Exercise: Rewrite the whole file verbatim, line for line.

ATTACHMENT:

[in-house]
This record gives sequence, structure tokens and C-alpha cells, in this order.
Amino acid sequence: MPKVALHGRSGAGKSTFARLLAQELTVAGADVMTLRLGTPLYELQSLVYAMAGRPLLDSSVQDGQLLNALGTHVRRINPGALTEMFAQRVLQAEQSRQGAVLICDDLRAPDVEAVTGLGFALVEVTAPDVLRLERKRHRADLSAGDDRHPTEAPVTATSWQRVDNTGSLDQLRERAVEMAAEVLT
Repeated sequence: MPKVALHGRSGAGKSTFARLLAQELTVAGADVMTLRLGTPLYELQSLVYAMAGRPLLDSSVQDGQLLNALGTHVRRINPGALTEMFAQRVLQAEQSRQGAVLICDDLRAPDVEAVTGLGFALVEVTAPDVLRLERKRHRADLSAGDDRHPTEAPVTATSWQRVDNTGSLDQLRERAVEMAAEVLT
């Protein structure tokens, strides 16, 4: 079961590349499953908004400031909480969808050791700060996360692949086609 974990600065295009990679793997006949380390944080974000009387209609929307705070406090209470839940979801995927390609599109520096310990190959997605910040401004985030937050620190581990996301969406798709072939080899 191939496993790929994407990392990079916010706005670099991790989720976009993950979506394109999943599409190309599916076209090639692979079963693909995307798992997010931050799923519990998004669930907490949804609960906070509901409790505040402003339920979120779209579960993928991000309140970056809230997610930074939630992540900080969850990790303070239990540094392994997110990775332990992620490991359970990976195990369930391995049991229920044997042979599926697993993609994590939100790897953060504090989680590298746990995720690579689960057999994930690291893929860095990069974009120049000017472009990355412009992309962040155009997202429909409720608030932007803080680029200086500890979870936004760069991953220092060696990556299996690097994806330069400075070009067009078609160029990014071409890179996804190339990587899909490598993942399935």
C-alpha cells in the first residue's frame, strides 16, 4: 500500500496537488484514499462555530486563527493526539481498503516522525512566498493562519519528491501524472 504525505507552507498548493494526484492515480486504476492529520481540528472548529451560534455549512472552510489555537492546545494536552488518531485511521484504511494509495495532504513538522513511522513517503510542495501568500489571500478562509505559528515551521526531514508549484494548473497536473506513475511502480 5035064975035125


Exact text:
[in-house]
This record gives sequence, structure tokens and C-alpha cells, in this order.
Amino acid sequence: MPKVALHGRSGAGKSTFARLLAQELTVAGADVMTLRLGTPLYELQSLVYAMAGRPLLDSSVQDGQLLNALGTHVRRINPGALTEMFAQRVLQAEQSRQGAVLICDDLRAPDVEAVTGLGFALVEVTAPDVLRLERKRHRADLSAGDDRHPTEAPVTATSWQRVDNTGSLDQLRERAVEMAAEVLT
Repeated sequence: MPKVALHGRSGAGKSTFARLLAQELTVAGADVMTLRLGTPLYELQSLVYAMAGRPLLDSSVQDGQLLNALGTHVRRINPGALTEMFAQRVLQAEQSRQGAVLICDDLRAPDVEAVTGLGFALVEVTAPDVLRLERKRHRADLSAGDDRHPTEAPVTATSWQRVDNTGSLDQLRERAVEMAAEVLT
């Protein structure tokens, strides 16, 4: 079961590349499953908004400031909480969808050791700060996360692949086609 974990600065295009990679793997006949380390944080974000009387209609929307705070406090209470839940979801995927390609599109520096310990190959997605910040401004985030937050620190581990996301969406798709072939080899 191939496993790929994407990392990079916010706005670099991790989720976009993950979506394109999943599409190309599916076209090639692979079963693909995307798992997010931050799923519990998004669930907490949804609960906070509901409790505040402003339920979120779209579960993928991000309140970056809230997610930074939630992540900080969850990790303070239990540094392994997110990775332990992620490991359970990976195990369930391995049991229920044997042979599926697993993609994590939100790897953060504090989680590298746990995720690579689960057999994930690291893929860095990069974009120049000017472009990355412009992309962040155009997202429909409720608030932007803080680029200086500890979870936004760069991953220092060696990556299996690097994806330069400075070009067009078609160029990014071409890179996804190339990587899909490598993942399935």
C-alpha cells in the first residue's frame, strides 16, 4: 500500500496537488484514499462555530486563527493526539481498503516522525512566498493562519519528491501524472 504525505507552507498548493494526484492515480486504476492529520481540528472548529451560534455549512472552510489555537492546545494536552488518531485511521484504511494509495495532504513538522513511522513517503510542495501568500489571500478562509505559528515551521526531514508549484494548473497536473506513475511502480 5035064975035125